Gary Neville backs players to walk off pitch over racism after 'waste of time' Bulgaria punishment
"It is quite clear that FIFA and UEFA and you can even argue in this country within the FA that we have just not got it right at all in terms of the punishments on racism"
Last Updated: 30/10/19 4:10pm
Gary Neville believes football players should walk off the pitch when subjected to racism because football authorities are not punishing offences correctly.
The former Manchester United defender has described the punishment given to Bulgaria following racist abuse from their fans towards England players in a European Qualifier earlier this month as "bordering on a waste of time".
Bulgaria were hit with a two-match stadium ban, one of which is suspended for two years, and a £64,650 fine by UEFA on Tuesday.
Kick It Out, Football Against Racism in Europe (FARE) promptly criticised the ruling as too lenient and former England player Neville now believes footballers should take matters into their own hands.
Neville, who won 85 caps during a 12-year international career for England, is hopeful fellow European nations would support such action and threaten to withdraw from major competitions if they were subsequently punished.
'I'd welcome a team walking off'
"I personally now have got to the situation whereby I would welcome, support a football team walking off the pitch," Neville told Sky Sports News.
"There was talk of England walking off the pitch before the game in Bulgaria. I think everybody would have supported the players and Gareth Southgate in walking off the pitch.
"But then I would expect if England were punished for that, other big nations and all nations essentially in Europe to support England and withdraw from the competition. That is going to need to happen.
"The nations are going to need to take it into their own hands because the governing body are not dealing with it in a satisfactory manner.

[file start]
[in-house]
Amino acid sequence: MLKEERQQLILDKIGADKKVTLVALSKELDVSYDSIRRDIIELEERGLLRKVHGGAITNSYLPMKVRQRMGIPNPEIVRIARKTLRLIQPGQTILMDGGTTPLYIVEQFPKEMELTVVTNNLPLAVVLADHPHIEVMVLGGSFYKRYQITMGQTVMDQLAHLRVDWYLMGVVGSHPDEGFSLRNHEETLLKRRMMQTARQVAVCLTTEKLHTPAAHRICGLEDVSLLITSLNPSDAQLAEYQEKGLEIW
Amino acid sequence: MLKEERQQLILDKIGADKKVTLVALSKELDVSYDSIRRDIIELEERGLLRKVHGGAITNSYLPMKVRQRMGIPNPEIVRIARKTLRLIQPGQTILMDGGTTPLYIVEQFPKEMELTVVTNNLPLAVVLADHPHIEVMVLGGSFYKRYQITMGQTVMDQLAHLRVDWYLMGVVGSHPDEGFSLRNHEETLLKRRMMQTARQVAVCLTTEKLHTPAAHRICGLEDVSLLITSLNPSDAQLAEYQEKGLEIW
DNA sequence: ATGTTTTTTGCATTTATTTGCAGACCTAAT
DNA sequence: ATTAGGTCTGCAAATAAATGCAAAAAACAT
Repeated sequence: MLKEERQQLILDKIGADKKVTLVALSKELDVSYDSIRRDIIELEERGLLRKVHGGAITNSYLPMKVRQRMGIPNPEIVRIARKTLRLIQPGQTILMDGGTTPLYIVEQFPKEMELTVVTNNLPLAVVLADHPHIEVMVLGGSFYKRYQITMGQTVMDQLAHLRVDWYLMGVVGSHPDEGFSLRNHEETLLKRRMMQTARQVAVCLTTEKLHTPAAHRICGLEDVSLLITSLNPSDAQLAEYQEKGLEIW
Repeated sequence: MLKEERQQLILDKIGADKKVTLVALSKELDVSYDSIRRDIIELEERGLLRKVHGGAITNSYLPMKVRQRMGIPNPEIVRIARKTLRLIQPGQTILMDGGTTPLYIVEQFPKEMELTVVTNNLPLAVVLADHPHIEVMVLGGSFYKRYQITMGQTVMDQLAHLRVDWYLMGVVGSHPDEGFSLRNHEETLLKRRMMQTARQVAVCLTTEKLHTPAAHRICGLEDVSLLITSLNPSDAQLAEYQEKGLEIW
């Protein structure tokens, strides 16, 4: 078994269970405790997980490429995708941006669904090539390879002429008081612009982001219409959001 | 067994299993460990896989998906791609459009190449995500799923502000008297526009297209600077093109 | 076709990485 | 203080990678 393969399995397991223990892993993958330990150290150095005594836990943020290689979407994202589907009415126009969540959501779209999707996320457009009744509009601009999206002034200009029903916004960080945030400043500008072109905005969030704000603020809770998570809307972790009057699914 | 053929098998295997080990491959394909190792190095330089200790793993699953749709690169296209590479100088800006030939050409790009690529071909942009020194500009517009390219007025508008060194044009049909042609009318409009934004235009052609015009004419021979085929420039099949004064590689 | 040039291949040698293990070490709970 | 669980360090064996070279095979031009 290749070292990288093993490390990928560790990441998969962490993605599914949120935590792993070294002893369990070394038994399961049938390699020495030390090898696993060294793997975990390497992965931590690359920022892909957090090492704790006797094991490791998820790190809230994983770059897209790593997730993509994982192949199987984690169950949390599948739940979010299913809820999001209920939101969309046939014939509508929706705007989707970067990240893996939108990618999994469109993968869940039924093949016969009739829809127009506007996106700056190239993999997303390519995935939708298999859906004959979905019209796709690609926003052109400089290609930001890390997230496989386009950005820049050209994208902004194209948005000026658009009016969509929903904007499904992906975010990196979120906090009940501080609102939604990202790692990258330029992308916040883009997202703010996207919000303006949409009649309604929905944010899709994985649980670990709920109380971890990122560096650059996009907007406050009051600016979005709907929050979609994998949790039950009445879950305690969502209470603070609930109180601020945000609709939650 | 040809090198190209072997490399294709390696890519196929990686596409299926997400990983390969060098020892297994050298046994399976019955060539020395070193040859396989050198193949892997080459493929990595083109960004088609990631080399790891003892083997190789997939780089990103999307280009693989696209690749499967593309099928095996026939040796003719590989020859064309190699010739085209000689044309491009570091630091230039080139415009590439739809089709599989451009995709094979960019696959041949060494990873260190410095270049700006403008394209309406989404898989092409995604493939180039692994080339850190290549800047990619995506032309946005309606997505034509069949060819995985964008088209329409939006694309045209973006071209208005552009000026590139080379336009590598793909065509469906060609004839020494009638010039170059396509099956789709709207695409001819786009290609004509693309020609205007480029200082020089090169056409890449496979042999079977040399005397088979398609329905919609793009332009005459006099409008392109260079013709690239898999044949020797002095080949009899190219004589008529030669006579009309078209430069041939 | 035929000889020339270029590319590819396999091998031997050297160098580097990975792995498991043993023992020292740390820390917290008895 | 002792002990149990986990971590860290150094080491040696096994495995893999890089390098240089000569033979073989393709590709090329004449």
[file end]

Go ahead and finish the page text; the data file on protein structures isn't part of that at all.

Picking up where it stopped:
"I think it needs to happen because if you are a black England player that played in that game in Bulgaria that suffered the abuse and witnessed the abuse and [to] think a nation is fined £65,000 for it [then] I think you are going to have to take the matter into your own hands."
Bulgaria faced multiple charges after the scenes during England's 6-0 victory in Sofia on October 14 - described at the time as "abhorrent" by the FA - that almost saw an international team walk off the pitch and not return for the first time.
'They'd have the support if everyone in our country'
"People will say [to walk off] is dangerous territory, but the reality of it is some of the greatest changes that have been stimulated in the history of society have been individuals being brave," Neville added.
"We have got some really brave young individuals within that England squad who are not going to take it anymore.
"I think they would have the support of everybody in our country and essentially I would then hope the support of everybody in every other country that is playing country in that competition."
FARE said Bulgaria should have been thrown out of Euro 2020 qualifying but while Neville admits the punishment was further proof racism is not being tackled in the right manner, he does not support calls for countries to be dismissed from competitions unless it is persistent.
'Every act of racism should be punished heavily'
"It is quite clear that FIFA and UEFA and you can even argue in this country within the FA that we have just not got it right at all in terms of the punishments on racism," Neville said.
"If you started to fine countries millions of pounds then I think you would start to see what would be significant action.
"There needs to be significant pain brought towards anybody and everything that essentially… every act of racism should be punished heavily.
"At the moment £65,000 and a couple of games is not impacting the situation at all."
Sky Sports aired a documentary to mark Black History Month in which football's black pioneers, including Viv Anderson and Brendon Batson, spoke about how they braved abuse and Neville says more needs to be done in the UK, as well as around the world.
'You could remove teams from tournaments'
Neville said: "UEFA are not doing enough. Are any of us doing enough? It is happening in our country, it is happening on our soil and are we tough enough on it? The answer is no.
"Banning countries from a tournament - I do not think that is the correct way to go. But I do think large, heavy, really significant fines - millions and millions of pounds and the closing down of stadiums and making them play behind closed doors is the right way to go.
"If it persists from a point of view beyond that then you could start to think about potentially removing teams from a tournament."